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What distinguishes great entrepreneurs? Discussions of entrepreneurial psychology typically focus on creativity, tolerance for risk, and the desire for achievement—enviable traits that, unfortunately, are not very teachable. So Saras Sarasvathy, a professor at the University of Virginia's Darden School of Business, set out to determine how expert entrepreneurs think, with the goal of transferring that knowledge to aspiring founders. While still a graduate student at Carnegie Mellon, Sarasvathy—with the guidance of her thesis supervisor, the Nobel laureate Herbert Simon—embarked on an audacious project: to eavesdrop on the thinking of the country's most successful entrepreneurs as they grappled with business problems. She required that her subjects have at least 15 years of entrepreneurial experience, have started multiple companies—both successes and failures—and have taken at least one company public.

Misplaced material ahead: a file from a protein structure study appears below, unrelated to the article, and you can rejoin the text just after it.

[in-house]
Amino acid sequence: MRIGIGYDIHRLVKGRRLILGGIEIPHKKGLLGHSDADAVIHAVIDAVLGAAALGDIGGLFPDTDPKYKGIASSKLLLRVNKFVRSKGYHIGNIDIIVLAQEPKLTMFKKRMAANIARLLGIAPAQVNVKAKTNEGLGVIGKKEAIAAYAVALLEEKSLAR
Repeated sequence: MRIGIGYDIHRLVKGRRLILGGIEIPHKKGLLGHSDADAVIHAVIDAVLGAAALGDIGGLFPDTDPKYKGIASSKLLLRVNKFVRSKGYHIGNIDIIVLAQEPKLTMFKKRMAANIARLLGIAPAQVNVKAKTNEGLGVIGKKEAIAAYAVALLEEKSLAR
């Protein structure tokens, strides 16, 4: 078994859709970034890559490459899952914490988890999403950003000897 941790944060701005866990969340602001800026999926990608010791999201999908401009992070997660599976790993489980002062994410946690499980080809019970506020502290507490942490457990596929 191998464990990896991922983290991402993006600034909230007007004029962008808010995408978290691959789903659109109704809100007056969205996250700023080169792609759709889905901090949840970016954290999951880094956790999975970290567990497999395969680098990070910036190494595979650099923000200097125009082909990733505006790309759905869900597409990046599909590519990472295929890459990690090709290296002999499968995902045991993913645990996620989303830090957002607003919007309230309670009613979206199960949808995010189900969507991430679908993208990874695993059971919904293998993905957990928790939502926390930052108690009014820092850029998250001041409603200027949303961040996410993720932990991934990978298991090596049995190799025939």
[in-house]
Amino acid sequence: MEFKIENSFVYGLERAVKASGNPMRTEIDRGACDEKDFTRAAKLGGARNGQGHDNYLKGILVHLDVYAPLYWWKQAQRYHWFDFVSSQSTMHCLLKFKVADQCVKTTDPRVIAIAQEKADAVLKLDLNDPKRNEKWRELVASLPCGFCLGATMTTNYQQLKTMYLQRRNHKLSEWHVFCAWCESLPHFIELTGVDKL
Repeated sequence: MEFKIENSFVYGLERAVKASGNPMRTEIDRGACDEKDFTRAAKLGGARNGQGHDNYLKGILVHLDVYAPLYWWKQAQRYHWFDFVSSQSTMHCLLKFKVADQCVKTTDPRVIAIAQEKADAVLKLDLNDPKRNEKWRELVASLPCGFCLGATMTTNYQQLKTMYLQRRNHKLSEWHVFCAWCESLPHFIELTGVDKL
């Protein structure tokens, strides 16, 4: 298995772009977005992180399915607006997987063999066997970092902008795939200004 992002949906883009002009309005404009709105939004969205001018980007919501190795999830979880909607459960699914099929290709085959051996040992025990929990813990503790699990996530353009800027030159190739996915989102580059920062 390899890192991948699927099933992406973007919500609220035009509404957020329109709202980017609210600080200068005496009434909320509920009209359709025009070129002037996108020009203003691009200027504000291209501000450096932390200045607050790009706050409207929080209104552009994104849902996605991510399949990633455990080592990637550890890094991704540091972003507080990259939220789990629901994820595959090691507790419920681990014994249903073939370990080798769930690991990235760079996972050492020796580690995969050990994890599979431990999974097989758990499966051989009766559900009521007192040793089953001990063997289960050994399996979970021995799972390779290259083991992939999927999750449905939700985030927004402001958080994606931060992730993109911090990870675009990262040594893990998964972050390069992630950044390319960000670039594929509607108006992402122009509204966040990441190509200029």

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Brad Feld knows what it takes to create an entrepreneurial community in any city, at any time. “Startup communities” are popping up everywhere, from cities like Boulder to Boston and even in countries such as Iceland. Startup Communities by Brad Feld documents the buzz, strategy, long-term perspective, and dynamics of building communities of entrepreneurs who can feed off of each other’s talent, creativity, and support.

For an in depth review of the talk, check out GeekWire’s post: VC Brad Feld: Startup hubs need to be led by entrepreneurs. Also, tune into Brad’s ongoing coverage of Startup Communities via Brad Feld’s blog, StartupRev.